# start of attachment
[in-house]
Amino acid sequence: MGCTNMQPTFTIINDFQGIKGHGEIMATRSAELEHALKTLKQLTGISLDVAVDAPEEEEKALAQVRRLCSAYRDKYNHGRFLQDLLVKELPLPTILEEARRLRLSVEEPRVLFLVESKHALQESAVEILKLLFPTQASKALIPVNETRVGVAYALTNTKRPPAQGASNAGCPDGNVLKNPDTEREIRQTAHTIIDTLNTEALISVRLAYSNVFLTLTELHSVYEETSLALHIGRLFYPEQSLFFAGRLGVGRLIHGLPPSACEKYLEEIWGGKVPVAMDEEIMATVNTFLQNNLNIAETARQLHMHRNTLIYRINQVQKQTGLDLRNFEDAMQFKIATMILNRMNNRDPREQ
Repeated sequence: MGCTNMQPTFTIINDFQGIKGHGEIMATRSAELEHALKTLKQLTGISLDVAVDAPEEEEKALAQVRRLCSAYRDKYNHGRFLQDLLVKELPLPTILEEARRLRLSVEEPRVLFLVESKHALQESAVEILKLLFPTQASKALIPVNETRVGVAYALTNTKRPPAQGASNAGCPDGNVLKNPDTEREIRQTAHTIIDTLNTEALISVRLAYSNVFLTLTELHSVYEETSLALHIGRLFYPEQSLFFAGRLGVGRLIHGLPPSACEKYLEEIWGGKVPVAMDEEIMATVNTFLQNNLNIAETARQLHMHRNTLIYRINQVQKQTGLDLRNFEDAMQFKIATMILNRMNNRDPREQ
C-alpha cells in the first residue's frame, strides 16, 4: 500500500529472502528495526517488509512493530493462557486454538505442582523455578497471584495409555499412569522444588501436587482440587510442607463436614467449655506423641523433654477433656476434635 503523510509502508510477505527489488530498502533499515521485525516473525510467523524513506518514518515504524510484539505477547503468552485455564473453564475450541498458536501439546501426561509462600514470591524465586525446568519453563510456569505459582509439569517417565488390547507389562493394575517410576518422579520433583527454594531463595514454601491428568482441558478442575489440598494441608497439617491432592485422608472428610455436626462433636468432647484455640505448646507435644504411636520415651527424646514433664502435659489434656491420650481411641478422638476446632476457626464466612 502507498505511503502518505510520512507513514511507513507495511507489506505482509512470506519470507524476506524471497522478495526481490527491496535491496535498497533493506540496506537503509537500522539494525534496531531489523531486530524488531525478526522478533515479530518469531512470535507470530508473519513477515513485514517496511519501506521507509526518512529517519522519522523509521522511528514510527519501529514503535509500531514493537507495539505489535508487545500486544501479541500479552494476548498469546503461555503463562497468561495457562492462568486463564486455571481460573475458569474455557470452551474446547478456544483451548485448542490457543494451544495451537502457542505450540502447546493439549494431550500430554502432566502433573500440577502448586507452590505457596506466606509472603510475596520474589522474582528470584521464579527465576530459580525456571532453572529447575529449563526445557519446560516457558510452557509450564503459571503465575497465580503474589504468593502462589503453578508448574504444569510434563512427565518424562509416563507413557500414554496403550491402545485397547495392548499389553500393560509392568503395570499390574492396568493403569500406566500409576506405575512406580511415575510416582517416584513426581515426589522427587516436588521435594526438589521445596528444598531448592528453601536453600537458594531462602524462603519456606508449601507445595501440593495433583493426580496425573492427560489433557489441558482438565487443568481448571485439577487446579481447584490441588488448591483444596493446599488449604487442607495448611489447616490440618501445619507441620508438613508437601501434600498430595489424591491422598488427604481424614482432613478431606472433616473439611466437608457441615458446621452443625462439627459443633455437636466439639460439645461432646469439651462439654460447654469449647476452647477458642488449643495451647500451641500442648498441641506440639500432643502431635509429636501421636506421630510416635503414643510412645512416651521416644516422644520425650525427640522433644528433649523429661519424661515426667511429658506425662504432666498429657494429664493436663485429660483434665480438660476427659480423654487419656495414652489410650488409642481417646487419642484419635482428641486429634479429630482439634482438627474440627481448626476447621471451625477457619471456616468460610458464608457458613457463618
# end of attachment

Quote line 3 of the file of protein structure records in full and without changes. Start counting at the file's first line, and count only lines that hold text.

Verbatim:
Repeated sequence: MGCTNMQPTFTIINDFQGIKGHGEIMATRSAELEHALKTLKQLTGISLDVAVDAPEEEEKALAQVRRLCSAYRDKYNHGRFLQDLLVKELPLPTILEEARRLRLSVEEPRVLFLVESKHALQESAVEILKLLFPTQASKALIPVNETRVGVAYALTNTKRPPAQGASNAGCPDGNVLKNPDTEREIRQTAHTIIDTLNTEALISVRLAYSNVFLTLTELHSVYEETSLALHIGRLFYPEQSLFFAGRLGVGRLIHGLPPSACEKYLEEIWGGKVPVAMDEEIMATVNTFLQNNLNIAETARQLHMHRNTLIYRINQVQKQTGLDLRNFEDAMQFKIATMILNRMNNRDPREQ